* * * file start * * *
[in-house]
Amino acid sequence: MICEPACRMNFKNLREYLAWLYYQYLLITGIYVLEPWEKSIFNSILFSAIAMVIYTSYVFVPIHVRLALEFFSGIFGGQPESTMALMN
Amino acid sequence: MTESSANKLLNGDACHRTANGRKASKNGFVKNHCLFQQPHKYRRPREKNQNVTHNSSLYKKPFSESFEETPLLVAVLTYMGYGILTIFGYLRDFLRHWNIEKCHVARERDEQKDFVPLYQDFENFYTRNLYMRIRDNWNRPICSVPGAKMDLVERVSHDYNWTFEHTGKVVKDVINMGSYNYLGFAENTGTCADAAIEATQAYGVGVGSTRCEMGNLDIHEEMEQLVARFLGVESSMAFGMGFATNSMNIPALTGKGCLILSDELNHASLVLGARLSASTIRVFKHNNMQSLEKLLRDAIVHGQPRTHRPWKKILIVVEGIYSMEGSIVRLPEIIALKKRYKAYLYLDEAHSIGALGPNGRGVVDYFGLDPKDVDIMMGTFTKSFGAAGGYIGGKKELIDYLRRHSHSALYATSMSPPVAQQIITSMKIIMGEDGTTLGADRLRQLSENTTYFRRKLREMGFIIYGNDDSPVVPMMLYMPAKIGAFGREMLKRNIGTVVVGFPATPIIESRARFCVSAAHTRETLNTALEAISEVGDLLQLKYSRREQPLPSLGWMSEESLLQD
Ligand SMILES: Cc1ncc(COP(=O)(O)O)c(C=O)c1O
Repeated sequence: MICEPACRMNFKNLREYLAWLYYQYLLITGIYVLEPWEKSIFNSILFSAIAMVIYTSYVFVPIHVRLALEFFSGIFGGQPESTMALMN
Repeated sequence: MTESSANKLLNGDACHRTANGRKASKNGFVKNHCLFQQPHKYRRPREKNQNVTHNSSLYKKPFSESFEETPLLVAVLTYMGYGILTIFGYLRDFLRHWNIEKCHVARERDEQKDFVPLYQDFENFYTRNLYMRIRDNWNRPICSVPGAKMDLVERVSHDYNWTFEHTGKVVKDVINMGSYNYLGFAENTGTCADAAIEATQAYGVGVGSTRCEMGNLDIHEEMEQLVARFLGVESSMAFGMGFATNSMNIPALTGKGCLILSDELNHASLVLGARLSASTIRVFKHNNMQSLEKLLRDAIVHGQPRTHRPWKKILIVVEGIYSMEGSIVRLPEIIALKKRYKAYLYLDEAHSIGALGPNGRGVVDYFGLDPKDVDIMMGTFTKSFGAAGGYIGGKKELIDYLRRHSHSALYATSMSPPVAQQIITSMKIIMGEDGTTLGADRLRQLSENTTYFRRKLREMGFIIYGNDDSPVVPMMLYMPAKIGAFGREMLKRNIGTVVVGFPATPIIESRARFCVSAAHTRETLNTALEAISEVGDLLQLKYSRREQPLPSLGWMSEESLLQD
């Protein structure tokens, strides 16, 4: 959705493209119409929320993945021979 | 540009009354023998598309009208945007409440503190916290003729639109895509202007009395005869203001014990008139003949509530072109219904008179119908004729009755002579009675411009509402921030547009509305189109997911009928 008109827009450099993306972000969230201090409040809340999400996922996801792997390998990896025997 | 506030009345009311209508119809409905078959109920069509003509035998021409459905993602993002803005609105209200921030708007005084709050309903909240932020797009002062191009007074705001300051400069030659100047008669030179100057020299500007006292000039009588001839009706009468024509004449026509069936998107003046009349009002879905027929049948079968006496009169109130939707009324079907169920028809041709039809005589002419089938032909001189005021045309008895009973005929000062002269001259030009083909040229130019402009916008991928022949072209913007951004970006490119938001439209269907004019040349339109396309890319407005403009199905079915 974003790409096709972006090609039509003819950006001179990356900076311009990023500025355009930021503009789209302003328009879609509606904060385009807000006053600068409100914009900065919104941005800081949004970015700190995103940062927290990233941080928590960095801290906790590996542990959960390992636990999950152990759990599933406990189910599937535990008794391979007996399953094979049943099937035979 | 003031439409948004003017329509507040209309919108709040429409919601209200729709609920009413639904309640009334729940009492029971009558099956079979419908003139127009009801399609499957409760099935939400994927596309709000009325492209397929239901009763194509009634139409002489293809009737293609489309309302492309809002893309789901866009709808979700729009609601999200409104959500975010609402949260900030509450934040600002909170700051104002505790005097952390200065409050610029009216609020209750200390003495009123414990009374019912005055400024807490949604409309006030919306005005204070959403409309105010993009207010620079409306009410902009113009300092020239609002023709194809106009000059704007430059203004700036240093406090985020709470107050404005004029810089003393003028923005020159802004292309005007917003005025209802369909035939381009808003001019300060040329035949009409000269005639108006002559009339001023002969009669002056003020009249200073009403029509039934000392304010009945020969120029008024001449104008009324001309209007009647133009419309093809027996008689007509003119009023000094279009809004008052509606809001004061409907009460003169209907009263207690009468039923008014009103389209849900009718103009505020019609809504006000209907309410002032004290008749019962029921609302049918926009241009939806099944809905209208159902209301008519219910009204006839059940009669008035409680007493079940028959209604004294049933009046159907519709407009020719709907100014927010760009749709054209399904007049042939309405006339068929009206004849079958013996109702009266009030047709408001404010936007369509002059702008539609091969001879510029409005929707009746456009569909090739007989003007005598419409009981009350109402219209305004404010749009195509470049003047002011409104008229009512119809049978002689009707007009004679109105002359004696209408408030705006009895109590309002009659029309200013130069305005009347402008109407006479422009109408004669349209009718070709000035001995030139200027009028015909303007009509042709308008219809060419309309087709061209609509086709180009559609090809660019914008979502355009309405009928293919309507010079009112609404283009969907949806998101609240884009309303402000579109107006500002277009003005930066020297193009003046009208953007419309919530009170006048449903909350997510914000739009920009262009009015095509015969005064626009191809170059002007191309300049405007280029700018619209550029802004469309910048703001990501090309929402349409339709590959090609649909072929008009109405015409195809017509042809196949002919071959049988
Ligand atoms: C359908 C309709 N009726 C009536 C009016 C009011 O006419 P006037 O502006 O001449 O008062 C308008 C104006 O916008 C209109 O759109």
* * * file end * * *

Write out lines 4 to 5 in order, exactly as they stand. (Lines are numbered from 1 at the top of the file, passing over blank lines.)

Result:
Ligand SMILES: Cc1ncc(COP(=O)(O)O)c(C=O)c1O
Repeated sequence: MICEPACRMNFKNLREYLAWLYYQYLLITGIYVLEPWEKSIFNSILFSAIAMVIYTSYVFVPIHVRLALEFFSGIFGGQPESTMALMN